Wizards versus Prophets: How to feed 10 billion people

The Atlantic carries a useful discussion of two schools of thought, one of which is broadly eco-doomist, and the other is ameliorist. The dispute takes place in the vital issue of agriculture, and the author situates the dispute as one between William Vogt (1902-1968) and Norman Borlaug, (1914-2009) father the Green Revolution. It will come as no surprise that they knew and despised each other.

Vogt published his views in 1948 in a book called the Road to Survival, which, according to Wikipedia set forth

…his strong belief that then-current trends in fertility and economic growth were rapidly destroying the environment and undermining the quality of life of future generations. Vogt’s most significant contribution was to link environmental and perceived overpopulation problems, warning in no uncertain terms that current trends would deliver future wars, hunger, disease and civilizational collapse.

Road to Survival was an influential best seller. It had a big impact on a Malthusian revival in the 1950s and 60s. After its publication he dedicated many activities to the cause of overpopulation. From 1951 to 1962, he served as a National Director of the Planned Parenthood Federation of America.

Borlaug, says Wikipedia:

…was often called “the father of the Green Revolution”,[5][6] and is credited with saving over a billion people worldwide from starvation.[7][8][9][10] According to Jan Douglas, executive assistant to the president of the World Food Prize Foundation, the source of this number is Gregg Easterbrook‘s 1997 article “Forgotten Benefactor of Humanity”, the article states that the “form of agriculture that Borlaug preaches may have prevented a billion deaths.”[11] He was awarded the Nobel Peace Prize in 1970 in recognition of his contributions to world peace through increasing food supply.

As a Bengali-born professor of economics once told me, in relation to the Green Revolution, “when I first came to Bangladesh I could see the ribs of the rice farmers; now I can’t”.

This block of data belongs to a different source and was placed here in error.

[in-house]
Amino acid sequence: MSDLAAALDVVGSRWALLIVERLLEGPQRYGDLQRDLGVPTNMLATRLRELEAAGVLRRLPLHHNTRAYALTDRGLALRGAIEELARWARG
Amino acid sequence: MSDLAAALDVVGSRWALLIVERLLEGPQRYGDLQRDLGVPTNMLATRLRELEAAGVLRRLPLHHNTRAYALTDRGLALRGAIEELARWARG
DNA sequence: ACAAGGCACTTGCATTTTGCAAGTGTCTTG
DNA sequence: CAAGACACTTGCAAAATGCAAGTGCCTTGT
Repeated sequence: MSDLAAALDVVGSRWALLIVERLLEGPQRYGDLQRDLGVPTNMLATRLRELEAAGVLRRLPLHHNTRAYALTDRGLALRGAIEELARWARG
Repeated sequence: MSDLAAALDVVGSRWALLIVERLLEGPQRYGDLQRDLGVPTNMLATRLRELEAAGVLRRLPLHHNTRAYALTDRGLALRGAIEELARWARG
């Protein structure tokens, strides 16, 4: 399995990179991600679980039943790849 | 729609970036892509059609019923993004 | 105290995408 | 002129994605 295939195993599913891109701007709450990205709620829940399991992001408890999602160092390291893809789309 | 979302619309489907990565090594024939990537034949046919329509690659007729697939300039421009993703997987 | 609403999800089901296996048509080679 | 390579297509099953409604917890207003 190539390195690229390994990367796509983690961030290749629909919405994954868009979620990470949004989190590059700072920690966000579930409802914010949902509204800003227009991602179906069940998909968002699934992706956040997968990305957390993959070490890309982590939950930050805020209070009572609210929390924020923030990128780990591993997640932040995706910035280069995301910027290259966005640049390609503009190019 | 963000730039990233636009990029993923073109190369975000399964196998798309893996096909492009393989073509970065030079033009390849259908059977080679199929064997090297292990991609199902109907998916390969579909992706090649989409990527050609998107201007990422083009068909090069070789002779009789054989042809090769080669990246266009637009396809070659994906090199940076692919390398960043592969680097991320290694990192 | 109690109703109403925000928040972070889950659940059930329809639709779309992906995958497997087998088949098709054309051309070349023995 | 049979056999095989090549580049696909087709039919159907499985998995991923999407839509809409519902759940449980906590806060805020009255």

The Atlantic article is entertaining and informative, but it fails to mention the vital point, which determines whether Vogt or Borlaug will win the argument. As soon as women can be guaranteed that they will have one or two surviving children, they cease to have more. Everywhere in the world, industrialized or not, population growth is crashing. This process is occurring with great suddenness in Islamic countries. The world population will be 10 billion by 2050; what the article fails to mention is that it will be 7 billion by 2100, according to David Goldman, who bases himself on UN population projections and the latest birth rates.

These issue are explored in David Goldman’s How Civilizations Die (and why Islam is dying too). The book overturns a number of beliefs that were drummed into us in the 1970s and beyond: overpopulation, ecological disaster, resources running out, doom, in short.

Goldman advances the view that throughout history, but especially now, population decline is mostly to be feared, because it throws economies into a tailspin. Fertility rates have fallen below replacement in nearly all wealthy countries, and are doing so in Islamic countries.

In the great ideological debate about human nutrition, one can only hope that Borlaug’s practical optimism will prevail. The eco-doomist vision has never failed to produce want, misery and failure. Stick with the optimists, it will be tough enough even if they are right.

Of the questions that need to be asked bout human society in the next decades, the relevant one is whether we will still breed in 2050 enough to avoid social and economic collapse. There will be enough food, enough water, and enough resources. The truly important question is whether there will be enough humans to enjoy them by 2100. Spengler maintains that birth rates are falling between the green line and the yellow line in the UN population projections, shown below. (I leave aside the important question whether the remaining humans will be slaves or masters of their robotic machinery).

World Population Estimates


Goldman says the green line is the correct one.